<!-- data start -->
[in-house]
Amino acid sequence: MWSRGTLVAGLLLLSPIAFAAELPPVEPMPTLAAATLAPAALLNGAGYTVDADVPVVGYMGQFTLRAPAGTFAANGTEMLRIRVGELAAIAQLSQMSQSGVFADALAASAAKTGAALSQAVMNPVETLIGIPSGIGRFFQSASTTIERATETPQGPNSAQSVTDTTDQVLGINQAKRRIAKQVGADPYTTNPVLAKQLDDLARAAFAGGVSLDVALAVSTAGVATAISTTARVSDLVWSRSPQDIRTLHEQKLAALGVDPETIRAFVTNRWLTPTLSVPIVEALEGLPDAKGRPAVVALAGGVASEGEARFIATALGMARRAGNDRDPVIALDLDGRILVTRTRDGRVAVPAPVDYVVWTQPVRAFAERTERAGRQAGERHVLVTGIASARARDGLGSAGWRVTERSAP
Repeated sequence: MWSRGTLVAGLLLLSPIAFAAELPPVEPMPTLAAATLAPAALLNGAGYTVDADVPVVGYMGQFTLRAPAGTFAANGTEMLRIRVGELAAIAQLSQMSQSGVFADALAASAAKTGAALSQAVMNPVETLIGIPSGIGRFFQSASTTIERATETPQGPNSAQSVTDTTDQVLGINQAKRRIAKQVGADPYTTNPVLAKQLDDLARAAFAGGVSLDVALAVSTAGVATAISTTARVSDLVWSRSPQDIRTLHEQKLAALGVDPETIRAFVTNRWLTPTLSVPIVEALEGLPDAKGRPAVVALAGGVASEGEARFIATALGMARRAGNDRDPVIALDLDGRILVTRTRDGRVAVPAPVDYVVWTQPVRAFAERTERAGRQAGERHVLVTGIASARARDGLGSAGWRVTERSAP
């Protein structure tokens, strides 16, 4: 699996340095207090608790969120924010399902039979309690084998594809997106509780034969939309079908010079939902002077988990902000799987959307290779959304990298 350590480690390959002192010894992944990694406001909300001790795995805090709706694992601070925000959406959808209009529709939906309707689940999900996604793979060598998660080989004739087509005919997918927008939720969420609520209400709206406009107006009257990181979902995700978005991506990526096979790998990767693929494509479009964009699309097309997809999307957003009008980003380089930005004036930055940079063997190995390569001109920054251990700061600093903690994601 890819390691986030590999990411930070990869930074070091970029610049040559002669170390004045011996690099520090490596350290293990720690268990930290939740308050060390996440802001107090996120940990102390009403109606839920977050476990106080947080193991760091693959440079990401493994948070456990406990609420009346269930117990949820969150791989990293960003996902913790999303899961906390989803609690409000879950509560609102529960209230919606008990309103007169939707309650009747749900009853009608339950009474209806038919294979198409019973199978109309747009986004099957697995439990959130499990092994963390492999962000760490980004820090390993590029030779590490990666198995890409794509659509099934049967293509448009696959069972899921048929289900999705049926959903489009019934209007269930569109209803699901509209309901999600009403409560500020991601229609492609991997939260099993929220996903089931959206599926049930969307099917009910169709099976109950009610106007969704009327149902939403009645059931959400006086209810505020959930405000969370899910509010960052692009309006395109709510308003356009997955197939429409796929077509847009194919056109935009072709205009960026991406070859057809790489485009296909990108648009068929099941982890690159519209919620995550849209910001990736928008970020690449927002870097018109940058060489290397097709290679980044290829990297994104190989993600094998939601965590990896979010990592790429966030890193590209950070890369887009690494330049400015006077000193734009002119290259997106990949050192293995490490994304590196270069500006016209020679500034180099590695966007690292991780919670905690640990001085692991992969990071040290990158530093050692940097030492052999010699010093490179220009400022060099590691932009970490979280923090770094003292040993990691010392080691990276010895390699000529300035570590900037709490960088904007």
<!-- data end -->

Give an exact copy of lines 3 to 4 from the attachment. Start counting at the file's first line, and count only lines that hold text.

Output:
Repeated sequence: MWSRGTLVAGLLLLSPIAFAAELPPVEPMPTLAAATLAPAALLNGAGYTVDADVPVVGYMGQFTLRAPAGTFAANGTEMLRIRVGELAAIAQLSQMSQSGVFADALAASAAKTGAALSQAVMNPVETLIGIPSGIGRFFQSASTTIERATETPQGPNSAQSVTDTTDQVLGINQAKRRIAKQVGADPYTTNPVLAKQLDDLARAAFAGGVSLDVALAVSTAGVATAISTTARVSDLVWSRSPQDIRTLHEQKLAALGVDPETIRAFVTNRWLTPTLSVPIVEALEGLPDAKGRPAVVALAGGVASEGEARFIATALGMARRAGNDRDPVIALDLDGRILVTRTRDGRVAVPAPVDYVVWTQPVRAFAERTERAGRQAGERHVLVTGIASARARDGLGSAGWRVTERSAP
């Protein structure tokens, strides 16, 4: 699996340095207090608790969120924010399902039979309690084998594809997106509780034969939309079908010079939902002077988990902000799987959307290779959304990298 350590480690390959002192010894992944990694406001909300001790795995805090709706694992601070925000959406959808209009529709939906309707689940999900996604793979060598998660080989004739087509005919997918927008939720969420609520209400709206406009107006009257990181979902995700978005991506990526096979790998990767693929494509479009964009699309097309997809999307957003009008980003380089930005004036930055940079063997190995390569001109920054251990700061600093903690994601 890819390691986030590999990411930070990869930074070091970029610049040559002669170390004045011996690099520090490596350290293990720690268990930290939740308050060390996440802001107090996120940990102390009403109606839920977050476990106080947080193991760091693959440079990401493994948070456990406990609420009346269930117990949820969150791989990293960003996902913790999303899961906390989803609690409000879950509560609102529960209230919606008990309103007169939707309650009747749900009853009608339950009474209806038919294979198409019973199978109309747009986004099957697995439990959130499990092994963390492999962000760490980004820090390993590029030779590490990666198995890409794509659509099934049967293509448009696959069972899921048929289900999705049926959903489009019934209007269930569109209803699901509209309901999600009403409560500020991601229609492609991997939260099993929220996903089931959206599926049930969307099917009910169709099976109950009610106007969704009327149902939403009645059931959400006086209810505020959930405000969370899910509010960052692009309006395109709510308003356009997955197939429409796929077509847009194919056109935009072709205009960026991406070859057809790489485009296909990108648009068929099941982890690159519209919620995550849209910001990736928008970020690449927002870097018109940058060489290397097709290679980044290829990297994104190989993600094998939601965590990896979010990592790429966030890193590209950070890369887009690494330049400015006077000193734009002119290259997106990949050192293995490490994304590196270069500006016209020679500034180099590695966007690292991780919670905690640990001085692991992969990071040290990158530093050692940097030492052999010699010093490179220009400022060099590691932009970490979280923090770094003292040993990691010392080691990276010895390699000529300035570590900037709490960088904007």